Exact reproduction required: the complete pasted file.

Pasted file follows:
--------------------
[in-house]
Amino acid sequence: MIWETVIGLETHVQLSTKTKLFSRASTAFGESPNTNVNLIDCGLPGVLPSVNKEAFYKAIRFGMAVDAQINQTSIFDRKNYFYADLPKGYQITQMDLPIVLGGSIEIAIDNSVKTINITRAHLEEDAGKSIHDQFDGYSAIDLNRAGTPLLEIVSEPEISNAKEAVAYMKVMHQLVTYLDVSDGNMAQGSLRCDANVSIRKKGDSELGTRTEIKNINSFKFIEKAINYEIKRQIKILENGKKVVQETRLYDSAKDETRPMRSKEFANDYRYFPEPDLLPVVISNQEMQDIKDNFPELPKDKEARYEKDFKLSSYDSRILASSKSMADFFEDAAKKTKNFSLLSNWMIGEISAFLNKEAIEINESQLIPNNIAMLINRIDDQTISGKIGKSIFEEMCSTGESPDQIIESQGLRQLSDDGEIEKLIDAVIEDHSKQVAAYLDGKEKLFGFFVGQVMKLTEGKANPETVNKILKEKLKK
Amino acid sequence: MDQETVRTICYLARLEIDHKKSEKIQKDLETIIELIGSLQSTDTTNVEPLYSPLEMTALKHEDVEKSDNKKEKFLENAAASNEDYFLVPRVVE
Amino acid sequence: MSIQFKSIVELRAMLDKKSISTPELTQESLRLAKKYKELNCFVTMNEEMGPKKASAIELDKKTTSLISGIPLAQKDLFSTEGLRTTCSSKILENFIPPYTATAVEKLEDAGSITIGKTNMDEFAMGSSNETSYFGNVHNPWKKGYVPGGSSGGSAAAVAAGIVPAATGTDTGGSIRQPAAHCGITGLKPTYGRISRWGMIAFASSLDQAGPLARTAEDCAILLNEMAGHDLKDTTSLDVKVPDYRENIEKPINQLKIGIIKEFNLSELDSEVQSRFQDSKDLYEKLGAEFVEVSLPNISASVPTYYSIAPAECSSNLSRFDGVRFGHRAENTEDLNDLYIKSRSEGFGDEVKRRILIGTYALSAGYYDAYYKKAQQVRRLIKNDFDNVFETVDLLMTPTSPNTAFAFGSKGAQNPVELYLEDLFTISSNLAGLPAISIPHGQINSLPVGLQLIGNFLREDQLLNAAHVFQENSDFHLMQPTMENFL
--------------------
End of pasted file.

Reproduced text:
[in-house]
Amino acid sequence: MIWETVIGLETHVQLSTKTKLFSRASTAFGESPNTNVNLIDCGLPGVLPSVNKEAFYKAIRFGMAVDAQINQTSIFDRKNYFYADLPKGYQITQMDLPIVLGGSIEIAIDNSVKTINITRAHLEEDAGKSIHDQFDGYSAIDLNRAGTPLLEIVSEPEISNAKEAVAYMKVMHQLVTYLDVSDGNMAQGSLRCDANVSIRKKGDSELGTRTEIKNINSFKFIEKAINYEIKRQIKILENGKKVVQETRLYDSAKDETRPMRSKEFANDYRYFPEPDLLPVVISNQEMQDIKDNFPELPKDKEARYEKDFKLSSYDSRILASSKSMADFFEDAAKKTKNFSLLSNWMIGEISAFLNKEAIEINESQLIPNNIAMLINRIDDQTISGKIGKSIFEEMCSTGESPDQIIESQGLRQLSDDGEIEKLIDAVIEDHSKQVAAYLDGKEKLFGFFVGQVMKLTEGKANPETVNKILKEKLKK
Amino acid sequence: MDQETVRTICYLARLEIDHKKSEKIQKDLETIIELIGSLQSTDTTNVEPLYSPLEMTALKHEDVEKSDNKKEKFLENAAASNEDYFLVPRVVE
Amino acid sequence: MSIQFKSIVELRAMLDKKSISTPELTQESLRLAKKYKELNCFVTMNEEMGPKKASAIELDKKTTSLISGIPLAQKDLFSTEGLRTTCSSKILENFIPPYTATAVEKLEDAGSITIGKTNMDEFAMGSSNETSYFGNVHNPWKKGYVPGGSSGGSAAAVAAGIVPAATGTDTGGSIRQPAAHCGITGLKPTYGRISRWGMIAFASSLDQAGPLARTAEDCAILLNEMAGHDLKDTTSLDVKVPDYRENIEKPINQLKIGIIKEFNLSELDSEVQSRFQDSKDLYEKLGAEFVEVSLPNISASVPTYYSIAPAECSSNLSRFDGVRFGHRAENTEDLNDLYIKSRSEGFGDEVKRRILIGTYALSAGYYDAYYKKAQQVRRLIKNDFDNVFETVDLLMTPTSPNTAFAFGSKGAQNPVELYLEDLFTISSNLAGLPAISIPHGQINSLPVGLQLIGNFLREDQLLNAAHVFQENSDFHLMQPTMENFL